Thank you for the excellent comparison and summary of the differences between the two regions, Vlad. After travelling throughout the world, I have come to the realization that we as Americans are the most apathetic group of people in the world. Our attitudes towards transportation (60 mph on boring interstates, etc.) are merely reflections of our underlying apathy towards our surroundings. American's world perspectives aren't going to change any time soon, so our attitudes towards transportation aren't going to change either. Single occupant trucks and SUVs will continue to dominate our freeways and city streets, the drivers blissfully unaware of their surroundings. This is how most Americans prefer to live- insulated from any perceived realities of danger and the manufacturers realize this and sell their products this way. Observe commercials for SUVs and you will notice this. In many ways I feel safer on my motorcycle, as I can avoid these comatose drivers and I arrive to my destinations feeling alive instead of brain dead and lethargic. I wish more people would adopt motorcycles as their primary means of transportation, but I realize that it will not happen in the near future pending some radical shake-up in national events. However, I can change the way I live and hope that others will follow my lead. I am trying to sell my overweight, poor handling American "sports car" so I can go to using my Suzuki SV-650 as my main means of transportation. With the money from selling it I could have a couple really fun bikes instead of one moderately fun and expensive to run car! I'll be working on converting my friends to the "Dark Side"Â…

theDuke2001 06-26-2001 11:42 AM

Re: Dealers can help themselves
 
I'm surprised nobody has mentioned their experiences shopping at motorcycle dealers. I've bought two bikes new and three used over the years. I've also shopped and visited many dealers all over the country and I used to be a factory rep for a car manufacturer, so I know a few things about car dealers. It really seems that most motorcycle dealers I've visited are stuck in another decade.



1) With the exception of BMW and Buell (and on occassion Triumph), I've never found a dealer willing to allow test rides. I certainly understand the liability and danger involved here, but some have found a way around it so it can be done.



2) Their level of knowledge about anything except the exciting new superbike-of-the-week leaves a lot to be desired. I honestly had a "salesman" try to talk me out of a "standard" model in favor of the newest GSXYZKZVFT in which I told him I had no interest.



3) Their salesmanship is often limited to snotty attitudes and an order-taking mentality. God help H-D dealers if demand continues to fall. Most of these guys have forgotten how to sell anything except 'tude and a spot on a waiting list. Try to get a simple brochure or even a straight price out of any dealer (including those who sell Japanese models) and it's no wonder they have two-year-old bikes sitting on the floor collecting dust and flooring expense. One dealer I recall had a two-year-old Honda Magna 750 on the floor. When I asked him how much they wanted for it he looked me in the eye and told me $8700. F*** you too.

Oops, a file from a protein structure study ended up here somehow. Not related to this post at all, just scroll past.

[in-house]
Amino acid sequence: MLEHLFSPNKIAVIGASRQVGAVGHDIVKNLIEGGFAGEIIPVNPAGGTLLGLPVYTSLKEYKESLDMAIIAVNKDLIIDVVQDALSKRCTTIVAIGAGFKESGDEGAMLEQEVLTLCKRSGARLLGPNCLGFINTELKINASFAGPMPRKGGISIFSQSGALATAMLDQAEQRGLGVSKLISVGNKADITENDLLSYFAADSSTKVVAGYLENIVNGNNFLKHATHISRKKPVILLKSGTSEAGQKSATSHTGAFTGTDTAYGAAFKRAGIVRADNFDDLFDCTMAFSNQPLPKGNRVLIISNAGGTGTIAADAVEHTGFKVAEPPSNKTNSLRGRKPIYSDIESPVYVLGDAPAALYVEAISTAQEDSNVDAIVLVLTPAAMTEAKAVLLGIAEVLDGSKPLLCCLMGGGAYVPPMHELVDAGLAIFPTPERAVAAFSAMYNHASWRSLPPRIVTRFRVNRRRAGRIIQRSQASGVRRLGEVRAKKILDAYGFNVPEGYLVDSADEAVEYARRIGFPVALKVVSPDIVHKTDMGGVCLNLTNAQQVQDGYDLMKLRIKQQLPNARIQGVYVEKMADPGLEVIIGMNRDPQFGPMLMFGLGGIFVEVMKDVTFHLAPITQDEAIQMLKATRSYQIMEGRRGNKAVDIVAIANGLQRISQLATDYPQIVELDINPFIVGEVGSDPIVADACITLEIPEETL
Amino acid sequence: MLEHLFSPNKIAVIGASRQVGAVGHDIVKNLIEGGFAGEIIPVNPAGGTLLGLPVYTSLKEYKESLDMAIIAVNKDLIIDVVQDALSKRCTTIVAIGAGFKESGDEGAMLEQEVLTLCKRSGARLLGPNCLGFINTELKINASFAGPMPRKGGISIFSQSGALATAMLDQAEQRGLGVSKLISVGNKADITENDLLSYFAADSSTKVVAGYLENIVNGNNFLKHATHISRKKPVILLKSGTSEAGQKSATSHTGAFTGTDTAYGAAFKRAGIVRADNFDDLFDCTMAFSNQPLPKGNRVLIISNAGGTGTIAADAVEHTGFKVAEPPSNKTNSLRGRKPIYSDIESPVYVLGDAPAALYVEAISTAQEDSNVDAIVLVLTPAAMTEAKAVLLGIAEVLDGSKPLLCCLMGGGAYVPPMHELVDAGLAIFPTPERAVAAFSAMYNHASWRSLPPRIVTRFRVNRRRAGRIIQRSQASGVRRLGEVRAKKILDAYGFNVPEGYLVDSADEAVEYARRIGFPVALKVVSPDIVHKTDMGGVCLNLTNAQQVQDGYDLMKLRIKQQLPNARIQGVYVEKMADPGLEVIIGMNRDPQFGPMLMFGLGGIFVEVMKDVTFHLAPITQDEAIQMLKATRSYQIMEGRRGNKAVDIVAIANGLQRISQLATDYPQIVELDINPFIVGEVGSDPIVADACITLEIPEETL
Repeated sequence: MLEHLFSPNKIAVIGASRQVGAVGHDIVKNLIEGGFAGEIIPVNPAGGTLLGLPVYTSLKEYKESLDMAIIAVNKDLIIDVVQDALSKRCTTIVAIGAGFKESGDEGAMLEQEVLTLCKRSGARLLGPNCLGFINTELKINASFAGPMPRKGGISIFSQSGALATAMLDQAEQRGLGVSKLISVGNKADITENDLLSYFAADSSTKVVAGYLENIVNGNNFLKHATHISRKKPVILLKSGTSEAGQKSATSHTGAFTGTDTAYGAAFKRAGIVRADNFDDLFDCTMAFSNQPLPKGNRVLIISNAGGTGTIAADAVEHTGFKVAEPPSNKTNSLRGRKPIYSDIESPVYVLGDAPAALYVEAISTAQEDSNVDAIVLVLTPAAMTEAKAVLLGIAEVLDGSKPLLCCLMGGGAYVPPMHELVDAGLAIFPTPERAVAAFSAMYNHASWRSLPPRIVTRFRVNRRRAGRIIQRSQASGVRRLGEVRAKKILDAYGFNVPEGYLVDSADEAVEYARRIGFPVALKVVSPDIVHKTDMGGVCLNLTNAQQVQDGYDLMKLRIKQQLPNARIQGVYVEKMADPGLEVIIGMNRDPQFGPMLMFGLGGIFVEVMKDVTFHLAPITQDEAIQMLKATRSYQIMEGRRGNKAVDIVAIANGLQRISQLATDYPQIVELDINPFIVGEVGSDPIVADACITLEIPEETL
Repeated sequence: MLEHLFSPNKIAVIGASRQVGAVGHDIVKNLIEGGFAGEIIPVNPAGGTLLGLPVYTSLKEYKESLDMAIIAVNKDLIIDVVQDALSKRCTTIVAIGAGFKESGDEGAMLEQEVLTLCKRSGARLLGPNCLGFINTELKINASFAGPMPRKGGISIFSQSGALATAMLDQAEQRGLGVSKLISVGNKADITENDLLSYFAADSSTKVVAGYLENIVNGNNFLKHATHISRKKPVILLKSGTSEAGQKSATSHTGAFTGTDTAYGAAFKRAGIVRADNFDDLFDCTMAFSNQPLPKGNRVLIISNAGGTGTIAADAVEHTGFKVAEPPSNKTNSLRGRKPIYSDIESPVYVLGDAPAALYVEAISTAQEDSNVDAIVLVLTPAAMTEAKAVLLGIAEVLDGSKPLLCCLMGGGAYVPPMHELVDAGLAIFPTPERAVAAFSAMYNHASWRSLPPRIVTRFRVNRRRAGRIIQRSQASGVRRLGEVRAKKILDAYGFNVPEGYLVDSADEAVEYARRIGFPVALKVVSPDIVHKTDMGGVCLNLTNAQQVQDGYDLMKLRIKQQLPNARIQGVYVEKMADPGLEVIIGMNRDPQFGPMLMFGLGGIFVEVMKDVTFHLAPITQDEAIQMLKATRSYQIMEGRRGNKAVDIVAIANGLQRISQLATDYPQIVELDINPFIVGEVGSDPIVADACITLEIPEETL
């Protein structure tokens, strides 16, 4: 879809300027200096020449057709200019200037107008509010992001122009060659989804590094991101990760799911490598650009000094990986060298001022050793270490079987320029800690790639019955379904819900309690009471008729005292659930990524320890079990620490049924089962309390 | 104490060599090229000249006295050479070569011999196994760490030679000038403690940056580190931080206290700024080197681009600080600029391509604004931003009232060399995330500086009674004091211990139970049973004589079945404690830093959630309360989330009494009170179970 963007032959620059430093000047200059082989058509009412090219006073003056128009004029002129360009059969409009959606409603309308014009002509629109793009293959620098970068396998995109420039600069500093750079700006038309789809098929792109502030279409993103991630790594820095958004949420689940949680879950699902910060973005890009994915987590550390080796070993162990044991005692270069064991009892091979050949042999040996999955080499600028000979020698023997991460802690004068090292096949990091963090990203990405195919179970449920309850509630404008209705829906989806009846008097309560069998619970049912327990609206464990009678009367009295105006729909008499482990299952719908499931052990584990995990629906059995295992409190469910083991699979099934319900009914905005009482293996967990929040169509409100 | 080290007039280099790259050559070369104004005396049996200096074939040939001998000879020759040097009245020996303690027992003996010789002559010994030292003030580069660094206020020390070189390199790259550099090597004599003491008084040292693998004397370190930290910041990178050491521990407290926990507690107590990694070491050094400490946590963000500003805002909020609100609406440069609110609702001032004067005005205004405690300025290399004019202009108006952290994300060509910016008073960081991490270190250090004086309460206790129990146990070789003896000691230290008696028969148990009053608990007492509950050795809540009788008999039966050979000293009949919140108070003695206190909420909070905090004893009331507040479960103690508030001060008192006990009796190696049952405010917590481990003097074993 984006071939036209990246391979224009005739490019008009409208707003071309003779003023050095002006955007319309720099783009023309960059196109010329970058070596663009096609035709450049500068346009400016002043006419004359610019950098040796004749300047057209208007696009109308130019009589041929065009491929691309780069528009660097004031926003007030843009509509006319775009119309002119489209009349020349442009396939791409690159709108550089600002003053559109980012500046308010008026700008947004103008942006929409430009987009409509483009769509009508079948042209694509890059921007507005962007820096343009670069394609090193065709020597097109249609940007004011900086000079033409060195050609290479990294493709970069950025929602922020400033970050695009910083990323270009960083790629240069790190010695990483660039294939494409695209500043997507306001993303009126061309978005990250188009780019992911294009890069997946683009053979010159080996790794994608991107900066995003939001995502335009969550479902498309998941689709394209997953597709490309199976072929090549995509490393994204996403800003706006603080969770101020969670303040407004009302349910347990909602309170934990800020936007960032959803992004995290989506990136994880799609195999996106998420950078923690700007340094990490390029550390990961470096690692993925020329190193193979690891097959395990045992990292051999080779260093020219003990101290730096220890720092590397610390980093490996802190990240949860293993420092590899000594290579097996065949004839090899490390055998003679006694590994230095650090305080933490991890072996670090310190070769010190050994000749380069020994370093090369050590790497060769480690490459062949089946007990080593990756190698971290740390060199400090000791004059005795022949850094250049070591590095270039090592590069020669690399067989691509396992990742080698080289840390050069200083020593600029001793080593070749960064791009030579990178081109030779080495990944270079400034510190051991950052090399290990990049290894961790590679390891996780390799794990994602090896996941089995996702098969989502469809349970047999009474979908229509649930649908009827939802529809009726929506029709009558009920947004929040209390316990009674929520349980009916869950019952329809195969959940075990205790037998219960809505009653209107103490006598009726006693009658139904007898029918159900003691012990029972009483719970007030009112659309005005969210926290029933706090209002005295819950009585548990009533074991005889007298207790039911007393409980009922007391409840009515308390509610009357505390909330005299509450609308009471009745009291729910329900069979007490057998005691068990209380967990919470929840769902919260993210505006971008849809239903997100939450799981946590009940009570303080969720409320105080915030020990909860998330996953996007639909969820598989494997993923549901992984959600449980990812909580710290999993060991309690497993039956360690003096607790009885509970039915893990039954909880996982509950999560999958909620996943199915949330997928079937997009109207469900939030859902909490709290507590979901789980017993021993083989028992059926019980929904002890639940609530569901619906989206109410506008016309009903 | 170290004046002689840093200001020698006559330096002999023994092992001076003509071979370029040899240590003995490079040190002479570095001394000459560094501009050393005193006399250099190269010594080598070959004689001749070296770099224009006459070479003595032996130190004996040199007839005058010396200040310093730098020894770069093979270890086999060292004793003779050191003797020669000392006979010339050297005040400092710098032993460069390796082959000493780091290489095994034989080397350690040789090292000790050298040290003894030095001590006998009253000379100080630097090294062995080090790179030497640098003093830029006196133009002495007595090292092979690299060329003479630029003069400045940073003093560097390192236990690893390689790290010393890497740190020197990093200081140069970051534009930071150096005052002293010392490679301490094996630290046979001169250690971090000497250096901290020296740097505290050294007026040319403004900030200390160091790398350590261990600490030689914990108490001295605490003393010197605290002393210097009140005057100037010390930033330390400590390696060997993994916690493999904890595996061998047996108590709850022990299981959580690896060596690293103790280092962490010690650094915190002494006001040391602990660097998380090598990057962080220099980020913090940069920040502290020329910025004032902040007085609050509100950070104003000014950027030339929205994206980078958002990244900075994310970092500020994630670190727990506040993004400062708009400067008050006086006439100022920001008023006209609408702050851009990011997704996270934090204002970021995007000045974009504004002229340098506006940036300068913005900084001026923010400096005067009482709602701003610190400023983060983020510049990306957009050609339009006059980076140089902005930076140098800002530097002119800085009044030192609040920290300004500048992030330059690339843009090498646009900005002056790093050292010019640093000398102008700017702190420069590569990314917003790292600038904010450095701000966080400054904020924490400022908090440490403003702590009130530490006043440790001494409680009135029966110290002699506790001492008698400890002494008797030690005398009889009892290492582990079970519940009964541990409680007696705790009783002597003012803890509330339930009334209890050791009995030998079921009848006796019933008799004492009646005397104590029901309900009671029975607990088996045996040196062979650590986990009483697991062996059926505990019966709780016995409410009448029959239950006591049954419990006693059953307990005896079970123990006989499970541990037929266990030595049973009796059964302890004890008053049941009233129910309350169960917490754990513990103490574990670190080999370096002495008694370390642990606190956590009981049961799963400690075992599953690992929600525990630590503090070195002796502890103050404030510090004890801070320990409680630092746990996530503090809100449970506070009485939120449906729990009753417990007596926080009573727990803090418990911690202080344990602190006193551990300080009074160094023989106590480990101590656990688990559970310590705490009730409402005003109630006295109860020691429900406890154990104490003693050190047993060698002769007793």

4) Despite a need to get new and younger riders into showrooms, most of these places seem pretty intimidating to neophytes.



All the marketing dollars in the world are worthless if they drive potential customers to some of the dealers I've met over the years. I'd love to hear some other dealer horror stories, I know they are out there.

hondachop 06-26-2001 11:54 AM

Oops, this is wordy
 
I think the image of motorcycling is the biggest barrier to wider motorcycle use. People who don't ride see it as dangerous (my mother considers it almost suicidal), noisy, and obnoxious. People in the motorcycling world (riders, manufacturers, dealers, and media outlets) make the situation worse by focusing only on the recreational aspects (speed, posing, and waking up the neighbours with loud pipes). The way to make motorcycling acceptable to a larger proportion of the community is to improve the image and increse the safety of the roads. I think motorcyclists should do their part to improve the image by riding rationally, especially in urban or suburban areas - i.e., no revving the race-piped Gixxer to 11,000 rpm in the middle of the night while whipping up Main Street at 80 mph. Let's face it, I only see about a dozen motorcycles on an average day, but I probably hear another half dozen every night (I live downtown) - either over-revved sportbikes or open-piped Harleys. I love hearing a bike scream at the top of the rev range as much as anyone (especially if I'm on it), but there's a time and a place and the middle of the night on my street ain't it. I think aftermarket retailers and riders should use their heads and keep exhaust noise to a reasonable level before governments outlaw all customisation and you have to use the stock pipe, whether you like it or not. Motorcyclists should probably try to accentuate the responsible and practical aspects of motorcycles when in heavy traffic. Ride-To-Work Day is a good start. Burnouts and rowing through the gears are awesome, but doing them at 3 a.m. on Monday morning is not going to get you in good with the neighbours.